pay yourself first
save for emergencies
save for the future
save for vacations and other known events
start investing early
money rules to live by
live beneath your means
don’t borrow for depreciating assets
buy a used car and drive it for more than ten years
Car loans: Use the 20/4/10 rule
Ideally, you wouldn’t borrow money to buy an asset that loses value, but you may not always be able to pay cash for a car. If you can’t, protect yourself from overspending by putting 20% down, limiting the loan to four years and capping your monthly payment at no more than 10% of your gross income.
Use credit cards strategically
You don’t deserve it
Use a rent vs home buying calculator
Put down 20% down payment on a mortgage
Practice smart behavioral money tricks
invest early and often
how can i be better with money?
money rules of thumb
what should i do with my salary
how much should you have in savings?
Simple Money and Wealth Building Rules & Links
I’ve read Trent Hamm’s The Simple Dollar ever since I knew what a blog was. I was particularly curious to check out his 14 Simple Money Rules. Especially as I frequently receive questions from readers about how to manage the overwhelming crush of debt and money mismanagement.
Trent Includes Some of the Money Rules Standards:
- Spend less than you earn.
- Don’t over-think your investments.
- Stop trying to impress others.
- Eliminate (And Avoid) High Interest Debt.
- Plan Ahead Every Time You Spend
There’s not much to debate in these money rules. Yet there were a few others in the list that I disagree with, and I’ll tell you why.
First off, let me disclose that I’m quite a bit older than Trent and have hit most of our family’s financial goals. I’ve also had decades of investing, work, and entrepreneurship experience. I also dislike conflict (a lot) and am hesitant to put my critique online. That said, there’s room for disagreement and discussion in personal finance. Additionally, I’ve communicated with Trent and know him to be a stand up, generous, and genuine guy. I expect he is open to a friendly discussion.
With the above disclaimer………..
Money Rules You Should Not Necessarily Follow
Talk About Money (And Be Honest)– If excess spending is not a problem and if you and your partner share values, then you don’t have to talk much about money. Some folks don’t particularly like to talk about money, and that’s okay. If you and your family live within your means, don’t have a lot of debt, and are saving, then you don’t have to talk about money.
Watch Your Progress (But Make It Fun)-You are well advised to avoid looking at your investment accounts or net worth too frequently. Investments go up and down and its best to set up an asset allocation in line with your risk tolerance and then avoid checking it too often. If you check your assets too frequently, you may feel the urge to act. And frequent trading in investing leads to sub par results. On the other hand, keep an eye on your spending, to make sure you’re not over doing it!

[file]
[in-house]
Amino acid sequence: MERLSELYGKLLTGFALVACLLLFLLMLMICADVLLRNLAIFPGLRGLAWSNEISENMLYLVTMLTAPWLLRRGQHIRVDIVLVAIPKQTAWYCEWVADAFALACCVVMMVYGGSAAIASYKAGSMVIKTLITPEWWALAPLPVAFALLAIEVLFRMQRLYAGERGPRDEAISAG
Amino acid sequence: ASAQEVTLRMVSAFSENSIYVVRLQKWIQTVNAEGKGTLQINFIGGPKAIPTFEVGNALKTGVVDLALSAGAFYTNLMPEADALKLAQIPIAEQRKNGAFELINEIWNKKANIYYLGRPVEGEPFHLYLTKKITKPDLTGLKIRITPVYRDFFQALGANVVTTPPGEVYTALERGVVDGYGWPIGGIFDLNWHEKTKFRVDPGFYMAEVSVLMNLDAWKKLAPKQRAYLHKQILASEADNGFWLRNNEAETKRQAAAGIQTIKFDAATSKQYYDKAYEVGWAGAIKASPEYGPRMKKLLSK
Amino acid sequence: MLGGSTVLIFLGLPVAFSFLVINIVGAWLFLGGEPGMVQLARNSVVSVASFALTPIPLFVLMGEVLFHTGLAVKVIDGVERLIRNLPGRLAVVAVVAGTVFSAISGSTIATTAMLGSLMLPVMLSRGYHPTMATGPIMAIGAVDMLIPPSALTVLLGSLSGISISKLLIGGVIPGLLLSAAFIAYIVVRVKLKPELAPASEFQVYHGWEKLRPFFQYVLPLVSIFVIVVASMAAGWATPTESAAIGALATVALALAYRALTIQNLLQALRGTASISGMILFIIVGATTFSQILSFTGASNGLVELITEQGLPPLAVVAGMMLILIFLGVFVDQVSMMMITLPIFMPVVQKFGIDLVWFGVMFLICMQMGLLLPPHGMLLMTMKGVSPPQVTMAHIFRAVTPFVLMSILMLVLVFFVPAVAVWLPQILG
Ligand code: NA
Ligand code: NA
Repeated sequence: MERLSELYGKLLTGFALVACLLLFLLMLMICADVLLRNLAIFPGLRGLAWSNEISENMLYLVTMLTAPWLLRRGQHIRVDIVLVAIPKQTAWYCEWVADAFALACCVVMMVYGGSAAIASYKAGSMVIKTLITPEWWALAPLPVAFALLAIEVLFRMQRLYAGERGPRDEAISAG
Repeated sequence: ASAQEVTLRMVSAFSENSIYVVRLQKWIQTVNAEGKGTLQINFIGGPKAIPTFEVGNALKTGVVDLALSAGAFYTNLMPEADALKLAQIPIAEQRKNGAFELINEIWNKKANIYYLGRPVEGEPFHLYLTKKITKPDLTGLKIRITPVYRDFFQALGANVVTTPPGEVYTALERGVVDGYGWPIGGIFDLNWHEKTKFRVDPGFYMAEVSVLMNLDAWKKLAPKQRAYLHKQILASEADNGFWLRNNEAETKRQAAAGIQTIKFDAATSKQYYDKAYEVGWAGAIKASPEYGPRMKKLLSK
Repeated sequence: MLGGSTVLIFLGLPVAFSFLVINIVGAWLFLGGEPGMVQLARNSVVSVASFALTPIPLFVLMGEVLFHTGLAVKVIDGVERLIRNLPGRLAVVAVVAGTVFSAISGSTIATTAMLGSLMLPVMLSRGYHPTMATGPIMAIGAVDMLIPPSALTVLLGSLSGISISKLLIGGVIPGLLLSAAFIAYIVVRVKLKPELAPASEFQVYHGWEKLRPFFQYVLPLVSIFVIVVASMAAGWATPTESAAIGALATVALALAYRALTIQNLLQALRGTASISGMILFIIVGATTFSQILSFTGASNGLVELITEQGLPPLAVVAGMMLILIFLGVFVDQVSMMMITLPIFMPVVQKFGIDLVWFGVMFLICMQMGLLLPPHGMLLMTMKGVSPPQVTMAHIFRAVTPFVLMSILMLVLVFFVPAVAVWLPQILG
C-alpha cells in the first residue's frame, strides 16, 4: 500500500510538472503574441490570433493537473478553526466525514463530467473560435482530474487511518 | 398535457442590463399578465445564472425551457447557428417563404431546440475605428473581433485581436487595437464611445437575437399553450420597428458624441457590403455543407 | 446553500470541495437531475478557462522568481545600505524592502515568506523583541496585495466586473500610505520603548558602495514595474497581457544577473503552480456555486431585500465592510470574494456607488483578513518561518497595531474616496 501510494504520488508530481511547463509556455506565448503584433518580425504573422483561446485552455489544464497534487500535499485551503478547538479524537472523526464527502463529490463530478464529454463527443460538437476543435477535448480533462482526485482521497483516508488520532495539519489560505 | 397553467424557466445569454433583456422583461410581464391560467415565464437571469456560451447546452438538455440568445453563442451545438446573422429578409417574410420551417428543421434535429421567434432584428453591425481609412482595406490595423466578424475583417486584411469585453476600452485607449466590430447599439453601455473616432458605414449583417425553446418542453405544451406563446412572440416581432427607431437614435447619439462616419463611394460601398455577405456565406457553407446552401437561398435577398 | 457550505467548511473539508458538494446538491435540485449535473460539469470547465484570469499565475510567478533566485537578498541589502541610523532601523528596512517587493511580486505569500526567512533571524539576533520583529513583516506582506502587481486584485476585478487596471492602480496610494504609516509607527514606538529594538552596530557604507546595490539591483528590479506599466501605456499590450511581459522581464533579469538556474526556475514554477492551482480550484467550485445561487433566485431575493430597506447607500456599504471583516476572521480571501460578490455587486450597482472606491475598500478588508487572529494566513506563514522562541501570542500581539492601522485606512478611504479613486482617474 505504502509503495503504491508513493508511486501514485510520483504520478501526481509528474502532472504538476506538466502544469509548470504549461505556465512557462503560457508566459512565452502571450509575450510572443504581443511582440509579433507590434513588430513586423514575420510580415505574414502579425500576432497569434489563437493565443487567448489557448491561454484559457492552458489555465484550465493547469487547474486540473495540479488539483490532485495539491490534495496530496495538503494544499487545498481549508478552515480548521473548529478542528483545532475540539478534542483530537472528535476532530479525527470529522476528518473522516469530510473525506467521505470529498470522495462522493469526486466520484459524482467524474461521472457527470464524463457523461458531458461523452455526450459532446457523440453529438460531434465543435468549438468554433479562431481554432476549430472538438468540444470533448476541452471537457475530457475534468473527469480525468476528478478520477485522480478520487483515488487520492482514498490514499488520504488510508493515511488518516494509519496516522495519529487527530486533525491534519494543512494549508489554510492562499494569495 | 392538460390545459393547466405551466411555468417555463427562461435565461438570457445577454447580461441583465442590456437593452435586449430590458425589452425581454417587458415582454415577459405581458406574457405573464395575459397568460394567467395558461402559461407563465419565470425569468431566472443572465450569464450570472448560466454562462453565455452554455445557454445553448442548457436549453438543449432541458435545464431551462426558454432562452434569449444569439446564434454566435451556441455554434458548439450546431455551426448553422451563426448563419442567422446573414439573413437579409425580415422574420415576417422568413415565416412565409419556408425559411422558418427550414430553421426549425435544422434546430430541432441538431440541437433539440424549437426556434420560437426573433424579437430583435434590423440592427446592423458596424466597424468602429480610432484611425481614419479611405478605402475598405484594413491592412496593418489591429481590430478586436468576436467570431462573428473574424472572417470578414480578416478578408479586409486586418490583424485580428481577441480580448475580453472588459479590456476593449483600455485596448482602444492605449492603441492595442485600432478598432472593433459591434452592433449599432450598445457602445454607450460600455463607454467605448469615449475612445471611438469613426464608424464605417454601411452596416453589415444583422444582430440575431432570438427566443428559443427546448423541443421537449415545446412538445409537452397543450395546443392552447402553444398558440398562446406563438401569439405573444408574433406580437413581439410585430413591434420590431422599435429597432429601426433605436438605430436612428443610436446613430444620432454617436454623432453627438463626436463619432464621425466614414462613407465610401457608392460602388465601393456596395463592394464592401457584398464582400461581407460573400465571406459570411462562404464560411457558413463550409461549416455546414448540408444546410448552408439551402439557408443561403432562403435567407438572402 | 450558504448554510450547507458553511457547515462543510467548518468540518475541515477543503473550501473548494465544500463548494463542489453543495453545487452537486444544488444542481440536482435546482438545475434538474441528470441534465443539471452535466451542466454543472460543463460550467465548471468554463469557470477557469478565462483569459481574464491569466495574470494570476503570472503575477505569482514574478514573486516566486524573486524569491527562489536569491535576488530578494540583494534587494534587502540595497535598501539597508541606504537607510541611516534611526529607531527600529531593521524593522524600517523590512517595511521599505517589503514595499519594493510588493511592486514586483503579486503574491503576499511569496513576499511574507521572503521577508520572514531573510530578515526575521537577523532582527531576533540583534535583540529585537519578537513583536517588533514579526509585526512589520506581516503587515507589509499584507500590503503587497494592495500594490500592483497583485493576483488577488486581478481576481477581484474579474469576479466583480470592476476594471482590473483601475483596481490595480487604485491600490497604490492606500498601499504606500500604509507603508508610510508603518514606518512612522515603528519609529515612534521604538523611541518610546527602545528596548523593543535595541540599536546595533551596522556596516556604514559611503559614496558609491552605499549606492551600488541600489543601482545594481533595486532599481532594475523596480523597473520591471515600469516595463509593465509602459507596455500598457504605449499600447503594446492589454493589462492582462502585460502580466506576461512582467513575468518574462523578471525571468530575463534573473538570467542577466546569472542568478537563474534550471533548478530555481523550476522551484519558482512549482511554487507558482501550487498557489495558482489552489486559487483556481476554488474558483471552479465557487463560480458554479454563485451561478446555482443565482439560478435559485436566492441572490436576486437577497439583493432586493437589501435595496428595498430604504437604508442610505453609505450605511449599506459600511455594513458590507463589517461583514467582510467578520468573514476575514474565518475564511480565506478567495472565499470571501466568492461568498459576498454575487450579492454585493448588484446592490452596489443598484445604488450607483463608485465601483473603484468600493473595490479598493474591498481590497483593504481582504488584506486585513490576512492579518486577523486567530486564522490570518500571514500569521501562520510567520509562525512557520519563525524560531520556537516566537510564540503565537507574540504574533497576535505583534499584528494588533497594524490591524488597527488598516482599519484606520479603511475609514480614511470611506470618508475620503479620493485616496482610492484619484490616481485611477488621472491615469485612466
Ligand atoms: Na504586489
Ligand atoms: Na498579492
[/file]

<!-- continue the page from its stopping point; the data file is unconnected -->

Do it Yourself-I have a mixed response to this one. I believe anyone can set up their investing portfolio themselves with a small amount of study. But doing everything you are capable of yourself, leads to too much to do and too little time left. I suggest prioritizing. Do what you are best at and most highly compensated for, and outsource other activities. For some it might be hiring a housekeeper. For others it might be ordering groceries on line. You’ll get too bogged down with minutia if you try to do everything yourself.
Now for a peak at what I’ve been reading.
The College Investor has a FREE downloadable book; The Definitive Guide to Student Loan Debt. Pass this link to anyone with debt, you need to read it.
Yahoo! Finance writer Nicole Goodkind shares, Top Secrets of Penny Pinching Billionaires; Warren Buffett Has Company. This is so inspiring. You must read this article if you suffer from “keeping up with the Jones’ syndrome.”
New website alert, Rockstar Finance. J. Money of Budgets are Sexy birthed this awesome site which highlights best finance articles from across the web. Personal finance writers can even submit their articles for consideration.
Copyblogger writes about 4 Oldschool Ways to Thrive in Any Economy. If you’ve never read this blog, there’s something for everyone here. And keeping with the title of this article, Money Rules, who doesn’t want more ideas and inspiration?
Jim Wang of Bargaineering fame has a new blog, Microblogger. In this article he asks, Do You Conduct Competitive Research? This is a good read for any entrepreneur. It was especially interesting to me as I’m in the midst of a marketing research project for my own business.
PT Money of Fincon fame writes, Thoughts before the Obamacare Exchanges open on October 1. In my massive project of editing and writing Personal Finance; Encyclopedia of Modern Money Management (ABC-CLIO publishers) one of the topics is the new Affordable Care Act (dubbed Obamacare). I was excited to see a clear cut treatment of this complicated topic. If you live in the U.S. you need to be aware of this one!
Kevin, from Out of Your Rut writes A View From the Economic Cliff. Great commentary and thought provoking ideas about the current U.S. budget negotiations. Although he isn’t a big fan of economic prognostications, I think he did a credible job with the topic. What do you think?
Barbara Across the Web
Financial Carnival for Young Adults hosted by Money Bull Dog
Yakezie Carnival hosted by Wealth Note
Finance Carnival For Young Adults hosted by Money Bulldog
Lifestyle Carnival hosted by Hurricanes Panties & Dollars
Carnival of Financial Independence hosted by Outlier Model
Carnival of Financial Planning hosted by Mel’s Money
Carnival of Wealth hosted by Control Your Cash
What are your money rules? How are they working for you?
image credit; google images_wolfsjourney.deaviant art dot com